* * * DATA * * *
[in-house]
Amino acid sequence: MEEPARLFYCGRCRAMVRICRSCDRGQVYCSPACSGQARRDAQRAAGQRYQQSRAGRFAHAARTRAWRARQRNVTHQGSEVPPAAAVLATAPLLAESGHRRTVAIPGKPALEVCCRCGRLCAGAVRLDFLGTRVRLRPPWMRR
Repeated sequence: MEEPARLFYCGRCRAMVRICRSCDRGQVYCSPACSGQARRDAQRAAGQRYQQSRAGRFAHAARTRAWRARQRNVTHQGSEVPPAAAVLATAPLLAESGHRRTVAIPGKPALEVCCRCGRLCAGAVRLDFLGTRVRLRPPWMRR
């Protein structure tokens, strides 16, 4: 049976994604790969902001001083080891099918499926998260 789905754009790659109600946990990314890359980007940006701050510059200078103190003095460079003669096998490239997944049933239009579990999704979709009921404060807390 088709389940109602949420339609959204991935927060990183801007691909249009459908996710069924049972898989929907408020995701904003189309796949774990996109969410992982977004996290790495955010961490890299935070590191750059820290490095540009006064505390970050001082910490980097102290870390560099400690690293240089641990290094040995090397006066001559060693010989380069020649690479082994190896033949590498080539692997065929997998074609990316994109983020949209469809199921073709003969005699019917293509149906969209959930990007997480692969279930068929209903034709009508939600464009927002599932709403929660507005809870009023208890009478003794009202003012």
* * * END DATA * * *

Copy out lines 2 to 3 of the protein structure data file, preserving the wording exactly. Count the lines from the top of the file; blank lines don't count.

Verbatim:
Amino acid sequence: MEEPARLFYCGRCRAMVRICRSCDRGQVYCSPACSGQARRDAQRAAGQRYQQSRAGRFAHAARTRAWRARQRNVTHQGSEVPPAAAVLATAPLLAESGHRRTVAIPGKPALEVCCRCGRLCAGAVRLDFLGTRVRLRPPWMRR
Repeated sequence: MEEPARLFYCGRCRAMVRICRSCDRGQVYCSPACSGQARRDAQRAAGQRYQQSRAGRFAHAARTRAWRARQRNVTHQGSEVPPAAAVLATAPLLAESGHRRTVAIPGKPALEVCCRCGRLCAGAVRLDFLGTRVRLRPPWMRR